British offshore yachtsman Sharp comments on the AG2R onboard Atlantik 25/4/08

Jersey-based Briton Phil Sharp is competing against some of the most experienced French sailors in the business, in the 3,700 mile double-handed
Transatlantic race the AG2R.

Signs of tiredness have started to show for race competitors, as the 26 teams continue to fight for position in strong winds. Onboard Atlantik, Sharp and co-skipper David Krizek have had little respite, enduring a punishing routine. Last night the duo were enjoying 13th place, half-way up the fleet, showing that their westerly route could have helped them. Overnight their position has slipped a little, but after 6 days of very close racing, there is still only 44 miles between them and the leader. 3,056 miles to go?..

Phil reported: “David and I seem to be settling into the groove with things now as we are starting to find the right balance between sailing, navigating, sleeping and eating. Incredibly there is no time for anything else until literally now when I’ve sat down at the computer to write this update. I have been averaging about 4 hours sleep enough which is just enough to see you through the day although David said he got a fright when he couldn’t wake me this morning despite shouting into my ear seven times!”

“The first couple of days of the race were full on to say the least as we screamed across Biscay power reaching under spinnaker the first night and then battled upwind around Finisterre, from which my socks have still not dried out. We are getting to grips with level of competition we are facing which is noticeably higher than previous offshore classes I’ve races in. I like to think we are upping the pace every day since there is loads we are learning about this one design Figaro.”

“I am definitely finding sailing two-handed offshore so far more enjoyable than solo. Not only are you without the isolation, it makes a huge difference in that you can properly switch off for some proper rest from time to time with the confidence the boat is been driven by capable hands, not some bag of temperamental electronics that decides to tack or gybe the boat when it feels like it. David and I are motivating each other quite well and had some good laughs despite a pretty gloomy period after Finisterre when we sailed across a 20-knot weather front only to find absolutely no wind the other side and saw our position slip down to 19th.”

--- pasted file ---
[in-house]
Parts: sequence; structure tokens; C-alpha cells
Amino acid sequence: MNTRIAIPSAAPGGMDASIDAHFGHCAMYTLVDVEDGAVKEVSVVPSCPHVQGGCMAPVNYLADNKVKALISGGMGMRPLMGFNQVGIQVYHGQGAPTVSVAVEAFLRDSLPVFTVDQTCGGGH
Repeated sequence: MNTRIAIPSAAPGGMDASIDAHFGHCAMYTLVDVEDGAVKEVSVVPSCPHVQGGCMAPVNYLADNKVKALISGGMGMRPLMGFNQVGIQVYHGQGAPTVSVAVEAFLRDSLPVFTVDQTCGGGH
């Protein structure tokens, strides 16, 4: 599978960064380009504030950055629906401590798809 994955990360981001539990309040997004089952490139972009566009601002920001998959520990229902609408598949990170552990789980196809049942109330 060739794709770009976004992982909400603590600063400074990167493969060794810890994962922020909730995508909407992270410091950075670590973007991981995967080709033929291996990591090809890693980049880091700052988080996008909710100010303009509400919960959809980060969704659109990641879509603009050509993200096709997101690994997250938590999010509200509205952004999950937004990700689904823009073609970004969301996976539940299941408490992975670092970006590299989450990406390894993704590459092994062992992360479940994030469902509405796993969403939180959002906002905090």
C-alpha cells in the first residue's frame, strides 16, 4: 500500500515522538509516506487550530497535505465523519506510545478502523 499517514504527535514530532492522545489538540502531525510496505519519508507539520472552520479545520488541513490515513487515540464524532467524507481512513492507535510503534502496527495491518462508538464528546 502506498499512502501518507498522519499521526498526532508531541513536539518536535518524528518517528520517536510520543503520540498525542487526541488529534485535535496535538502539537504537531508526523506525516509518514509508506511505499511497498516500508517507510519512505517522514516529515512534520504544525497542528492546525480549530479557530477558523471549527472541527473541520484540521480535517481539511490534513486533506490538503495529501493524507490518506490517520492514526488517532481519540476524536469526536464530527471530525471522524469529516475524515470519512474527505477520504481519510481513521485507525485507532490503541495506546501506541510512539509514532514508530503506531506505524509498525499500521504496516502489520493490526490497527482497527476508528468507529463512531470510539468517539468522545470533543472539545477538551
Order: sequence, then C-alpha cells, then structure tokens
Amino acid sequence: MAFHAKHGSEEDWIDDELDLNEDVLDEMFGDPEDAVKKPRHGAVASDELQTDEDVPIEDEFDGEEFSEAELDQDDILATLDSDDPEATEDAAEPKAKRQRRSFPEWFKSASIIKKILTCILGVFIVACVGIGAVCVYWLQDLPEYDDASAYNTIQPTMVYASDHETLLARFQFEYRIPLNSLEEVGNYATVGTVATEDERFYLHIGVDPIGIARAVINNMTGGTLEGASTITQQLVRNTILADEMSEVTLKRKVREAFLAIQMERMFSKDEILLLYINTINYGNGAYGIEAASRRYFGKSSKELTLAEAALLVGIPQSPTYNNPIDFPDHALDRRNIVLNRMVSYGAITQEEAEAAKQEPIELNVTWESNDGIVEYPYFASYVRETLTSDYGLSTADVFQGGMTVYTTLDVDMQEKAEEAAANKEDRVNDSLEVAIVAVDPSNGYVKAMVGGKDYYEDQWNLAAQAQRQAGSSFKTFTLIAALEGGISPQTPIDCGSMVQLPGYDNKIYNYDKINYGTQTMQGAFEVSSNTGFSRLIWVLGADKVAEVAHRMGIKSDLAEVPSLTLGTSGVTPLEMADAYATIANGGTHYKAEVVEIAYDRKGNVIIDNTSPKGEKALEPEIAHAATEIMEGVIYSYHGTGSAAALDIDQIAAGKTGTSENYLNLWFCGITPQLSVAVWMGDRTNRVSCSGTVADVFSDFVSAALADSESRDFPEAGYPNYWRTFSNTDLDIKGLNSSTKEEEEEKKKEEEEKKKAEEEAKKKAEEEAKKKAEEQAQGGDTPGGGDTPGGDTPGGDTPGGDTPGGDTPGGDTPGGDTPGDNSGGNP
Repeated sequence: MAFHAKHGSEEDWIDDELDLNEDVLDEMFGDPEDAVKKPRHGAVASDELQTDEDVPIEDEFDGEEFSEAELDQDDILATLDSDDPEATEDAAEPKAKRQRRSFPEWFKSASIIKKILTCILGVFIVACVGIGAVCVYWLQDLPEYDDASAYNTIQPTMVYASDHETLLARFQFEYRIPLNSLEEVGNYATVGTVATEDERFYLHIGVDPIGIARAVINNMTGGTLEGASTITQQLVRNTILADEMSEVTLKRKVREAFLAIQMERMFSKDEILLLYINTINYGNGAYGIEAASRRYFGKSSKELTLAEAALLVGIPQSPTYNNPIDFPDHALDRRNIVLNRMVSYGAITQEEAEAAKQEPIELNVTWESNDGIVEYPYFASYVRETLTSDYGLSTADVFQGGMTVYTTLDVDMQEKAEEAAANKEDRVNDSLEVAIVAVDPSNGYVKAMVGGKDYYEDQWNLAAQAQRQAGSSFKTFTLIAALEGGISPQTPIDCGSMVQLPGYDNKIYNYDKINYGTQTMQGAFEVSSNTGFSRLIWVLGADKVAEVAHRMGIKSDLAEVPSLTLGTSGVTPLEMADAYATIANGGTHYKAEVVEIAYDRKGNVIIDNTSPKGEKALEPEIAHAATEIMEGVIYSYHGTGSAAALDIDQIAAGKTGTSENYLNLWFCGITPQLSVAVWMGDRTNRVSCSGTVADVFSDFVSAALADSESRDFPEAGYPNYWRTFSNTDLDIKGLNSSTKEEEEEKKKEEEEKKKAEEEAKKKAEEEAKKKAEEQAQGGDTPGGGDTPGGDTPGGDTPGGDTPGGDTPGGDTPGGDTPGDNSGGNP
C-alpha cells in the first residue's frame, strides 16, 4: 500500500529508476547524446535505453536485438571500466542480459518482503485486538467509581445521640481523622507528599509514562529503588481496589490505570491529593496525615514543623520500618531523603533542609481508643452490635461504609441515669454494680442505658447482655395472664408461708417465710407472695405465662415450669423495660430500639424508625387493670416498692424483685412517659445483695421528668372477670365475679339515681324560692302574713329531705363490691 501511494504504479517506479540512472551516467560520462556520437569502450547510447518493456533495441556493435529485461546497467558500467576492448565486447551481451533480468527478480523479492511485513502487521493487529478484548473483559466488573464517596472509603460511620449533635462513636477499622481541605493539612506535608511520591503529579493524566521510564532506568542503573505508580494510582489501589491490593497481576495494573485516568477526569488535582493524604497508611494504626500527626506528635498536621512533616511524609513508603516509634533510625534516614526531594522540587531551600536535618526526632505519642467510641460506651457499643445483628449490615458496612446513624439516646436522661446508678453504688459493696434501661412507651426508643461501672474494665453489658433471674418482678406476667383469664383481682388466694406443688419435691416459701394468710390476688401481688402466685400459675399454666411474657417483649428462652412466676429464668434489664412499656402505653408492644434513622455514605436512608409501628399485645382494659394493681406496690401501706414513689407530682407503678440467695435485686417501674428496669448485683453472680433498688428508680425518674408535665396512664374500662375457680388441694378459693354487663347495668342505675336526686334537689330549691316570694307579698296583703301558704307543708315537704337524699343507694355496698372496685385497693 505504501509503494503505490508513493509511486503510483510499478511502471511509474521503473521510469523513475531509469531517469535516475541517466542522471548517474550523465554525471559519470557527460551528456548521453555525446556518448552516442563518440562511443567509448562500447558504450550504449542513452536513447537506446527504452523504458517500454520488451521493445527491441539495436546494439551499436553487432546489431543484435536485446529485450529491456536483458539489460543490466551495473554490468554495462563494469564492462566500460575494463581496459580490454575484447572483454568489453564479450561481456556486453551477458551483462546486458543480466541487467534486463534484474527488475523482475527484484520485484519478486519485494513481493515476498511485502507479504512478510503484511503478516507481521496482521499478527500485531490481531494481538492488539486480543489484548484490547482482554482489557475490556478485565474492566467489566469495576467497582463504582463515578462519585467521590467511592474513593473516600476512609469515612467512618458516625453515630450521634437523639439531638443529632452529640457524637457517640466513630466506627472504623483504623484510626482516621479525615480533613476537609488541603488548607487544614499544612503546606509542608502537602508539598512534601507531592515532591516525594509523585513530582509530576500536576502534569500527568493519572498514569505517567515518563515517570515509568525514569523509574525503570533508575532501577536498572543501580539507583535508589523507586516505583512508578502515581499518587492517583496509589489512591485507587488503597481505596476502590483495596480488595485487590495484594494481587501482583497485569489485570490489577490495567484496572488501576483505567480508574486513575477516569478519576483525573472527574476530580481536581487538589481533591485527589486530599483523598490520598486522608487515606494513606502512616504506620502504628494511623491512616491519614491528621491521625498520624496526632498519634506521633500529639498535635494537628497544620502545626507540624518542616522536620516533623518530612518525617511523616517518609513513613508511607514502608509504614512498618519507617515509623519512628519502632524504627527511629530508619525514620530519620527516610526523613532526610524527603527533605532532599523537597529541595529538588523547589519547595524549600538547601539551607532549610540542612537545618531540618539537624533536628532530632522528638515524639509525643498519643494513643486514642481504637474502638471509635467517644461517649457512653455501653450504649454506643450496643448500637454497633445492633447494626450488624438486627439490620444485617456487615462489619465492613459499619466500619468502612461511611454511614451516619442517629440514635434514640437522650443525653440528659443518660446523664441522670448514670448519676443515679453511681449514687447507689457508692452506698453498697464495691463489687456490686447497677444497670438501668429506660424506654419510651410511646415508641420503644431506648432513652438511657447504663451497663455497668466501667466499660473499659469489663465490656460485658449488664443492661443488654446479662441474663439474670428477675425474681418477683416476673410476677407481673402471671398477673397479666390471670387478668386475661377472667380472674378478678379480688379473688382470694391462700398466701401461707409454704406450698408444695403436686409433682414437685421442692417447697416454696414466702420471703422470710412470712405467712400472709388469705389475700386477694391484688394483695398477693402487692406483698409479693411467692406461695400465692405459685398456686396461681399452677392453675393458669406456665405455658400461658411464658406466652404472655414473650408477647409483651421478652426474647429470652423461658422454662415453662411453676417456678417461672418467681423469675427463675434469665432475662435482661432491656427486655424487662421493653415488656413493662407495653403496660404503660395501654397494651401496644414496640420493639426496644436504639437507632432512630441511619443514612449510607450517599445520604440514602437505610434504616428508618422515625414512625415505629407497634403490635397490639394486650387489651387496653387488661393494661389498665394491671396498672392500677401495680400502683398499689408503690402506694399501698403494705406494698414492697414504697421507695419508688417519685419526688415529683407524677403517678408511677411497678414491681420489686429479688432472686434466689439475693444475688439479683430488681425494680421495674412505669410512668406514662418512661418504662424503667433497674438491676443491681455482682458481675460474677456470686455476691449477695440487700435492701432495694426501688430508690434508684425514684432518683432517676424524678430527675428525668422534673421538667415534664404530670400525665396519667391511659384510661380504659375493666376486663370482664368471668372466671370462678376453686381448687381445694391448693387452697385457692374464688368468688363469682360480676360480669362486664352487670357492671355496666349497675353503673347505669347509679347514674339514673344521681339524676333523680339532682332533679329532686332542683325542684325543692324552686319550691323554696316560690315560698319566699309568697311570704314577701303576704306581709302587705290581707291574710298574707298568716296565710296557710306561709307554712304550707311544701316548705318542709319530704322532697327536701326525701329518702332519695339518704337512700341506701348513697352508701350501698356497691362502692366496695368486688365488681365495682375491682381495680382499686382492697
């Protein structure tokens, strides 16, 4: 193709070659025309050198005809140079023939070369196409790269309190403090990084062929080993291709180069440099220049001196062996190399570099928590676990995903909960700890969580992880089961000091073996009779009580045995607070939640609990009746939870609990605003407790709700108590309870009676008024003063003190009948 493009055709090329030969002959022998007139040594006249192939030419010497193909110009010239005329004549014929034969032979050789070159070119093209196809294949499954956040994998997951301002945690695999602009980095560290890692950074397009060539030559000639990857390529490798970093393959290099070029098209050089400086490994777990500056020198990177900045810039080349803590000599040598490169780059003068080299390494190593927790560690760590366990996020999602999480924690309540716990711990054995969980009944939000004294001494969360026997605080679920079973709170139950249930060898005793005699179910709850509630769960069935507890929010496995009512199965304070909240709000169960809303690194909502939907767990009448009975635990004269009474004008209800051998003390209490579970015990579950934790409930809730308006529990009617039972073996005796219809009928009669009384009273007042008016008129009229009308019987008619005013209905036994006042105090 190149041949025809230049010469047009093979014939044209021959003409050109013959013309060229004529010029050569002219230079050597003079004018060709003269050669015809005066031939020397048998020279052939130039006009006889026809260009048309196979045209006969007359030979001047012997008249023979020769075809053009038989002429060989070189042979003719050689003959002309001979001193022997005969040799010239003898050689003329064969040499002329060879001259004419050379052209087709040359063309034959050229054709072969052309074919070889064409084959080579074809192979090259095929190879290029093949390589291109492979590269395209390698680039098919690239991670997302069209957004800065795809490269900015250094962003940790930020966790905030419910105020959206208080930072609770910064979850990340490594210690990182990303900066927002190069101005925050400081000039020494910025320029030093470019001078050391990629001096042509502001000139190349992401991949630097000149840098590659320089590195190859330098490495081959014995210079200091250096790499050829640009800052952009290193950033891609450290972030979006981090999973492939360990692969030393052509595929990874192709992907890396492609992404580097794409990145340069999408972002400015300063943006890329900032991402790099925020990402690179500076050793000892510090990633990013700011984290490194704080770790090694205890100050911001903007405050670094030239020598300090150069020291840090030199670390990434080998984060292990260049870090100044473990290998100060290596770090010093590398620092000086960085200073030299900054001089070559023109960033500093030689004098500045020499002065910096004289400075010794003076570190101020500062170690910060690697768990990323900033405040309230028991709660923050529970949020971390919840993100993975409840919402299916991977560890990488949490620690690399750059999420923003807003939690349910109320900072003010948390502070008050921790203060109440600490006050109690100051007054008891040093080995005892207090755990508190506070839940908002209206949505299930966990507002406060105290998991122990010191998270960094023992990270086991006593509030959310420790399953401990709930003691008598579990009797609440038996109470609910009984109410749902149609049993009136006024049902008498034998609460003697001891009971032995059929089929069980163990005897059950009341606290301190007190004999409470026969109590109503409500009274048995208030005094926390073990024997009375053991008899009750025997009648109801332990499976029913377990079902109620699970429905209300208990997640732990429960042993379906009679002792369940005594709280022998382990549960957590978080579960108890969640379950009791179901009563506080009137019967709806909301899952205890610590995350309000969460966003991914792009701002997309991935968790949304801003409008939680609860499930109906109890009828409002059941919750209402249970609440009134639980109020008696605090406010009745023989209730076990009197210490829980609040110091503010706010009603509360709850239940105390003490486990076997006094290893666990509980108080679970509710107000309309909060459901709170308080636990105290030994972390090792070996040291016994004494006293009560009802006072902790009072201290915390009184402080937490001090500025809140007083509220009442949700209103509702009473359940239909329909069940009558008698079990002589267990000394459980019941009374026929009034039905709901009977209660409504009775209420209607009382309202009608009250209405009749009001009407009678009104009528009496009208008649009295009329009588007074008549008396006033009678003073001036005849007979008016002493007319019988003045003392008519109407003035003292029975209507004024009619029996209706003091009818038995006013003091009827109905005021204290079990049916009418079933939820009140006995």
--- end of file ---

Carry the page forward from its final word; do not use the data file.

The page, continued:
“There was no real set pattern in the weather after Finisterre due to the presence of a big high pressure system west of Portugal, and it seemed like a lottery where to position ourselves on the way down to Madeira. A lot of the fleet went way over to the Portuguese side but we’ve been one of the more westerly boats. Now it seems to be starting to pay off and we have climbed up through the fleet to 13th. Sopra Group is our next target, although after four days of racing we are still only 33 miles behind the leader so anything is still possible. The mood on board is positive now and we’ll be treating ourselves to a slice of French saussison for lunch, whoopee. Lunch is a special treat as we don’t seem to have enough rations on board to appreciate this daily – even after dinner I am hungry enough to be licking the inside of the food bags, and have contemplated what tea bags would be like to eat.”

“Aside from food, (writing about this really isn’t helping combat hunger), another big highlight was seeing a whale near the boat last night. At the time everything was very quiet, in only 5 knots of wind, so it came as a bit of a shock to see this huge fountain of water erupting out of the ocean – seemed he was coming to have look at why this small boat was doing pretty much stationary miles from anywhere. Anyway now the pace has picked up a bit, we have wind, spinnaker and sun, and there has even been time for a bit of iPod action. It looks as though it’ll be all downwind to Madeira so we are looking forward to more T-shirt sailing and picking off some more positions. Onwards and upwards!”